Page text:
If you are looking for the greatest gold-mine of easy to use "change your dog's behavior" advice ever crammed into a newsletter series then read on!
Also, make sure that you check out our 100% authentic testimonials from people who have bought Secrets to Dog Training and find out the massive difference it has made to their owner-dog relationship!
"Hi Daniel, I was given an american staffordshire when he was four months and had never had a puppy before. I was looking around for a good training manual and came across Secrets to Dog Training. I have used it right from the beginning and am abslutely amazed at how much I have learnt and how much progress Lincoln has made in the short time using the SitStyFetch guide. I am now looking at starting Lincoln on some advanced learning techniques and am very confident in usind the guide to help him along."
-- Mark De Mercurio (USA)
My six year old Chocolate Lab has dandruff. It's not sticky or smelly, just dry and flaky, mostly on his back. There are so many products advertised for this condition, everything from fish oil to shampoo, I'm really confused. Is there a simple way to treat the dandruff?
Thank you so much.
Hi there Shelly,
Thank you for your email regarding your 6 year old Chocolate lab and his current dandruff problem. These cases can be due to a large number of causes, and it usually boils down to you having to take your dog to your local Veterinarian. They will then undertake the necessary tests so that the correct diagnosis can be made and thus treatment can be given.
In order to give you some idea of the possible causes for 'doggy dandruff' or in the Veterinary world - "Scale" I have written up a little bit on them for you.
Dandruff or Scale are terms used for the accumulation of dried, dead skin cells. As I say, this may happen for a large variety of reasons, and it is always best to take your dog to your local Veterinarian to see the problem first hand, as oftentimes the scale can be secondary to another health related problem.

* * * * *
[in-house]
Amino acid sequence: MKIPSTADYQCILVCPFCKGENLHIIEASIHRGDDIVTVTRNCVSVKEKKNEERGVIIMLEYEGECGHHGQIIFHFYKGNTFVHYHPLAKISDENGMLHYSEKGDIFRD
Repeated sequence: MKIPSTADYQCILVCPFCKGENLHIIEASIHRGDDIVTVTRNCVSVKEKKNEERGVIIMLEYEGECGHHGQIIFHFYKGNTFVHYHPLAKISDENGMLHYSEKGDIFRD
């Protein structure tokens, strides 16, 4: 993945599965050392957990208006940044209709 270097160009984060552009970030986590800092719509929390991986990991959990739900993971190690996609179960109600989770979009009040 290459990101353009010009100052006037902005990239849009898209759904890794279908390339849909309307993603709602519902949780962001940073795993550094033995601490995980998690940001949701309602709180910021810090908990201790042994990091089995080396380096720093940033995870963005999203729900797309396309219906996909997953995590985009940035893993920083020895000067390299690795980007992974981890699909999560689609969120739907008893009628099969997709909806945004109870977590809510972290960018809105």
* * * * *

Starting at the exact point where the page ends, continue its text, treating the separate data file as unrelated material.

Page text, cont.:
A few things that can lead to dryness include poor diet, low humidity (especially common in the winter), and too infrequent grooming to distribute the oils are all common causes of dandruff that could be affecting your Chocolate Lab in particular. The skin is the largest organ of the body and is used to rid the body of toxins. The only way to keep those toxins from coming out through the skin is to prevent the toxins from getting inside the animal in the first place. A very thin layer of fat and waxes, called sebum, normally prevents the moisture in the skin from escaping into the air. Some animals do not receive enough dietary fat, or cannot absorb the fat, to form a good sebum layer. If you are feeding a dry pet food, you can try adding 1 to 3 teaspoons of vegetable oil to the food per day. If bowel movements become soft or greasy, digestive examinations may be needed.
Diseases that cause an excessive loss of body water in the urine or bowel movement, such as diabetes mellitus, kidney failure, or chronic diarrhea, will cause dryness of the skin and dandruff. Again, please consult your veterinarian if your chocolate lab has diarrhea, or excessive thirst or urination.